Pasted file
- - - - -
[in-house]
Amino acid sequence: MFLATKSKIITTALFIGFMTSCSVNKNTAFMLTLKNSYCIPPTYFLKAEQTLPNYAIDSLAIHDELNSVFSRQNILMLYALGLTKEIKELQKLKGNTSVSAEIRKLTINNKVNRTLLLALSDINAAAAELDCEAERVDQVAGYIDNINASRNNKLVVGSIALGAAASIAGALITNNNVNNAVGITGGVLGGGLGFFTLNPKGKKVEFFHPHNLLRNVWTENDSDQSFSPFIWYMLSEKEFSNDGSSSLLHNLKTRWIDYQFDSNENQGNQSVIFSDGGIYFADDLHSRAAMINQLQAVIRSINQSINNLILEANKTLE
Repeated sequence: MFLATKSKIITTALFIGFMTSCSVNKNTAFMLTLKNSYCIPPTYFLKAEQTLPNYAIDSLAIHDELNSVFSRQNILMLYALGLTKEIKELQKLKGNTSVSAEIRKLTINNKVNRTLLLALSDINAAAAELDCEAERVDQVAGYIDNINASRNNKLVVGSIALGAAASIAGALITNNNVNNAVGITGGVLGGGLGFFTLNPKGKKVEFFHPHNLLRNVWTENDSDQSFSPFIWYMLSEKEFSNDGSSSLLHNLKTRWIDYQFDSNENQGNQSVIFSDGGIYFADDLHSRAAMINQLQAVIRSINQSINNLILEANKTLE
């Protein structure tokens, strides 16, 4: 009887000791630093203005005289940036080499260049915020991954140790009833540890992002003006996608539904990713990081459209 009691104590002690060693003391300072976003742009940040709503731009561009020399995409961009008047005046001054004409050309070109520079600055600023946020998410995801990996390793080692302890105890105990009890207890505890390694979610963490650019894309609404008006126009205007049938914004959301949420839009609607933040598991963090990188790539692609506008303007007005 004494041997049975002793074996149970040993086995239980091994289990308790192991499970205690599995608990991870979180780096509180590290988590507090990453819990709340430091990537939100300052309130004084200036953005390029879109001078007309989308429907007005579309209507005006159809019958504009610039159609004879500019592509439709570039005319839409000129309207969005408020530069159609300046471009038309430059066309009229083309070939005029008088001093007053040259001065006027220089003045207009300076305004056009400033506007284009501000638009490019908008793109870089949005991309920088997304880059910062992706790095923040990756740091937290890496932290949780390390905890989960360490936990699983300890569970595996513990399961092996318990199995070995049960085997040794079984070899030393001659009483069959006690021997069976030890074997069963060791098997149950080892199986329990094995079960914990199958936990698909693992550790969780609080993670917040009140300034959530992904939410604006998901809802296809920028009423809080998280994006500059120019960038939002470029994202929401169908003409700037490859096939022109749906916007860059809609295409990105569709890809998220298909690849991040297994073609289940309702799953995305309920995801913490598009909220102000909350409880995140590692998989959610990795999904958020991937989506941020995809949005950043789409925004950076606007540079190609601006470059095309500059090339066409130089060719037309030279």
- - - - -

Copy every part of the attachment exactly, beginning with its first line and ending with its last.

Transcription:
[in-house]
Amino acid sequence: MFLATKSKIITTALFIGFMTSCSVNKNTAFMLTLKNSYCIPPTYFLKAEQTLPNYAIDSLAIHDELNSVFSRQNILMLYALGLTKEIKELQKLKGNTSVSAEIRKLTINNKVNRTLLLALSDINAAAAELDCEAERVDQVAGYIDNINASRNNKLVVGSIALGAAASIAGALITNNNVNNAVGITGGVLGGGLGFFTLNPKGKKVEFFHPHNLLRNVWTENDSDQSFSPFIWYMLSEKEFSNDGSSSLLHNLKTRWIDYQFDSNENQGNQSVIFSDGGIYFADDLHSRAAMINQLQAVIRSINQSINNLILEANKTLE
Repeated sequence: MFLATKSKIITTALFIGFMTSCSVNKNTAFMLTLKNSYCIPPTYFLKAEQTLPNYAIDSLAIHDELNSVFSRQNILMLYALGLTKEIKELQKLKGNTSVSAEIRKLTINNKVNRTLLLALSDINAAAAELDCEAERVDQVAGYIDNINASRNNKLVVGSIALGAAASIAGALITNNNVNNAVGITGGVLGGGLGFFTLNPKGKKVEFFHPHNLLRNVWTENDSDQSFSPFIWYMLSEKEFSNDGSSSLLHNLKTRWIDYQFDSNENQGNQSVIFSDGGIYFADDLHSRAAMINQLQAVIRSINQSINNLILEANKTLE
């Protein structure tokens, strides 16, 4: 009887000791630093203005005289940036080499260049915020991954140790009833540890992002003006996608539904990713990081459209 009691104590002690060693003391300072976003742009940040709503731009561009020399995409961009008047005046001054004409050309070109520079600055600023946020998410995801990996390793080692302890105890105990009890207890505890390694979610963490650019894309609404008006126009205007049938914004959301949420839009609607933040598991963090990188790539692609506008303007007005 004494041997049975002793074996149970040993086995239980091994289990308790192991499970205690599995608990991870979180780096509180590290988590507090990453819990709340430091990537939100300052309130004084200036953005390029879109001078007309989308429907007005579309209507005006159809019958504009610039159609004879500019592509439709570039005319839409000129309207969005408020530069159609300046471009038309430059066309009229083309070939005029008088001093007053040259001065006027220089003045207009300076305004056009400033506007284009501000638009490019908008793109870089949005991309920088997304880059910062992706790095923040990756740091937290890496932290949780390390905890989960360490936990699983300890569970595996513990399961092996318990199995070995049960085997040794079984070899030393001659009483069959006690021997069976030890074997069963060791098997149950080892199986329990094995079960914990199958936990698909693992550790969780609080993670917040009140300034959530992904939410604006998901809802296809920028009423809080998280994006500059120019960038939002470029994202929401169908003409700037490859096939022109749906916007860059809609295409990105569709890809998220298909690849991040297994073609289940309702799953995305309920995801913490598009909220102000909350409880995140590692998989959610990795999904958020991937989506941020995809949005950043789409925004950076606007540079190609601006470059095309500059090339066409130089060719037309030279």